More About Bats and Ebola…

A great article was recently published in the scientific literature called “Mapping the zoonotic niche of Ebola virus disease in Africa” by David Pigott and others.  This study used fancy mapping technology called geographic information systems (GIS), to map the concentration of the three species of bats known carry Ebola (check out our earlier post about bats).  The bat map is combined with a map of human populations to show the places of greatest risk.  The top part of the map shows the number of people at risk.  The Democratic Republic of the Congo has the most, with 11.7 million people.  The grey box Continue reading More About Bats and Ebola…

A Salute to a Reality-based Organization!

Happy Veteran’s Day! And thank you for your service if you’re a vet.  The Doc did his time with Uncle Sam a while back, and wholeheartedly supports America’s veterans. I’d just like to point out to you that the United States military is the world’s largest humanitarian organization, having responded to nearly every major disaster and humanitarian crisis around the globe in recent memory.  After all, who else has the disciplined, well-trained people, supplies, equipment and global reach?  That’s a rhetorical question.  The answer is nobody else does. This of course includes here at home, where the National Guard and Continue reading A Salute to a Reality-based Organization!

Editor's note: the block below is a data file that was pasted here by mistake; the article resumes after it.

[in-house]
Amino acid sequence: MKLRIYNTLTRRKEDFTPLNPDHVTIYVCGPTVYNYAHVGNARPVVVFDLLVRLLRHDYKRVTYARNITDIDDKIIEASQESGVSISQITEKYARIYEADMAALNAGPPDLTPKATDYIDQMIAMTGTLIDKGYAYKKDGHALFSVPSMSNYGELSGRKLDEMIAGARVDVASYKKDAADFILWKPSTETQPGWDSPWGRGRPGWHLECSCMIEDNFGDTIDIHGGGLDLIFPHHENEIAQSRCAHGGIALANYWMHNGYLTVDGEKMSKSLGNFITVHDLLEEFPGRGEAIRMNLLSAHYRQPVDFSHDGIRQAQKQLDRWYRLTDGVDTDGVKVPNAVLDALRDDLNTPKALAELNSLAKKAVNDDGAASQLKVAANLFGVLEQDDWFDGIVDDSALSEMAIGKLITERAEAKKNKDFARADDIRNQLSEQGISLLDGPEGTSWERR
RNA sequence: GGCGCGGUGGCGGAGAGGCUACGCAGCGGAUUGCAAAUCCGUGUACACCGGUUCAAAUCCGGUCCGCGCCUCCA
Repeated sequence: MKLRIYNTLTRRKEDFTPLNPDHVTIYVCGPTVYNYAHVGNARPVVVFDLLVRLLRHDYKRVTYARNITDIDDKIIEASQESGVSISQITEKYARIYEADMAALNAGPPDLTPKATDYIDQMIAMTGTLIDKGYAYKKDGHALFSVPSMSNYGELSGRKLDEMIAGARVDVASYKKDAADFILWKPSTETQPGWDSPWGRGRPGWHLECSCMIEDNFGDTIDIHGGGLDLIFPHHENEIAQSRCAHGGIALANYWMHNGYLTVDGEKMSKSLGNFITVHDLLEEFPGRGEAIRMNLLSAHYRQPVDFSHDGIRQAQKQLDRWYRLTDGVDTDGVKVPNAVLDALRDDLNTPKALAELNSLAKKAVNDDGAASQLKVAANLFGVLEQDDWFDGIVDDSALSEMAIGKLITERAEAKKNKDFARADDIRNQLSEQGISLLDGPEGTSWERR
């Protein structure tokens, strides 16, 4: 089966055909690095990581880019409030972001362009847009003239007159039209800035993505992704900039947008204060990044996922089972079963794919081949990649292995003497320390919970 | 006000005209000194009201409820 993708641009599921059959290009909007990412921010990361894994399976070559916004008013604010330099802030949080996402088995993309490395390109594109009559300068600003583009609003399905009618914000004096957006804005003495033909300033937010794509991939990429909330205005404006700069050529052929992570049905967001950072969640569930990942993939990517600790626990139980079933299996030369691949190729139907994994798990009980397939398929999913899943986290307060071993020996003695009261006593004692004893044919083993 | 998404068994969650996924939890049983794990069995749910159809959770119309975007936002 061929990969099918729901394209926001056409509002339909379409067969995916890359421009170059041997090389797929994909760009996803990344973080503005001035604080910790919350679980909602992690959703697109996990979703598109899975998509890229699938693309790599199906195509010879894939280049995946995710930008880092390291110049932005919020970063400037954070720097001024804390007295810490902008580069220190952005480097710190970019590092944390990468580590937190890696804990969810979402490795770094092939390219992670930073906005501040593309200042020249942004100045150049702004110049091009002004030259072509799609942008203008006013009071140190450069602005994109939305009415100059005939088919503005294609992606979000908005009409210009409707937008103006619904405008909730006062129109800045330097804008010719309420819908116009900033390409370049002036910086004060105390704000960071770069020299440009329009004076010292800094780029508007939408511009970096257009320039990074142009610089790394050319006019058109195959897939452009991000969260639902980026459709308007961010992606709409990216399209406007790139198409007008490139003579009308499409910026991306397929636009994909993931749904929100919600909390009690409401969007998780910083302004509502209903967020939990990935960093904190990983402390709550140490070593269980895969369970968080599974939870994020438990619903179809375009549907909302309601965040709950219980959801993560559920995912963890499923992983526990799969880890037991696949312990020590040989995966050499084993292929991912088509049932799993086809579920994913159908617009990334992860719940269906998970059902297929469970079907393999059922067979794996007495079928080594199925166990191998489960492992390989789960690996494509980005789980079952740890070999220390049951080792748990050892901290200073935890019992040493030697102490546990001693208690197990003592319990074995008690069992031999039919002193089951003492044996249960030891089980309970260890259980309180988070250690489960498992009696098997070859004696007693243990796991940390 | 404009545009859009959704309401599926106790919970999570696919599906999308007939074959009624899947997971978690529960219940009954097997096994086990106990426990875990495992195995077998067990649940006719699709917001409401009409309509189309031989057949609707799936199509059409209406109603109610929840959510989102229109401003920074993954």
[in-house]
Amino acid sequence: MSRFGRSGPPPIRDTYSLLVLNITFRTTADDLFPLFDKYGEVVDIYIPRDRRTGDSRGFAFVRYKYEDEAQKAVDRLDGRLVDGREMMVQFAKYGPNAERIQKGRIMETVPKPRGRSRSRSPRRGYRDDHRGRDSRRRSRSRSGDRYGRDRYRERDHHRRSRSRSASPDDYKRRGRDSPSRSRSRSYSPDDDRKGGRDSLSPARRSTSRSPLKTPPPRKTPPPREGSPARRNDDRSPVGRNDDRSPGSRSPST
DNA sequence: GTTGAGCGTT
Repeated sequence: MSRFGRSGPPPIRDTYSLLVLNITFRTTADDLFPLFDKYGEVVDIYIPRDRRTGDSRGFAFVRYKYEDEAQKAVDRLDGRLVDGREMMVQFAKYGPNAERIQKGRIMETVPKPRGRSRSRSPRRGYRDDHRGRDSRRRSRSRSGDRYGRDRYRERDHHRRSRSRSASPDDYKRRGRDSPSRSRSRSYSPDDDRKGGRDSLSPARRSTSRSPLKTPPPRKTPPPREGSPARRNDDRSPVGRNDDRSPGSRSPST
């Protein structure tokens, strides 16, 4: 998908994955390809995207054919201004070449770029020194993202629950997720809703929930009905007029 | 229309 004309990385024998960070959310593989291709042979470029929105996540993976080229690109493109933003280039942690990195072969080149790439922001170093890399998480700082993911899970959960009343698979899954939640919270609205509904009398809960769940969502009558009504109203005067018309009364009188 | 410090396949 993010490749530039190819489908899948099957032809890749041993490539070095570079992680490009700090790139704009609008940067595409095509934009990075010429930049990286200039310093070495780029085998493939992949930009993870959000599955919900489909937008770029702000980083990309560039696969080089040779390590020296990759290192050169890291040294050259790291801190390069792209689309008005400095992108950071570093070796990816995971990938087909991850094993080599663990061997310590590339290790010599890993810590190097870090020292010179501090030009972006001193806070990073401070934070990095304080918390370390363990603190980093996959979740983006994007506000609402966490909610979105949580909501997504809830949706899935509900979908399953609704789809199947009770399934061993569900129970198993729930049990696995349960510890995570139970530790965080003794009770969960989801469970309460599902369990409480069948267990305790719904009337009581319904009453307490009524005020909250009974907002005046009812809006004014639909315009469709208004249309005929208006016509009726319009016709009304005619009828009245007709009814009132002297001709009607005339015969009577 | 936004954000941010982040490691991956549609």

How NOT to catch Ebola!

Okay folks, for those of you that just want the facts and not the details, here’s the one secret to avoid catching ebola… don’t touch someone with Ebola!  Done.  Pretty simple, ehh?  You may ask “But Doc G, how the heck will I know if someone has Ebola or not?”  Fair question.  For simplicity’s sake, signs of Ebola infection fall into two categories, early and late. Some of the early signs of Ebola include… fever muscle pains fatigue headache sore throat These symptoms can take up to 21 days to show up after being exposed.  People in the early stage Continue reading How NOT to catch Ebola!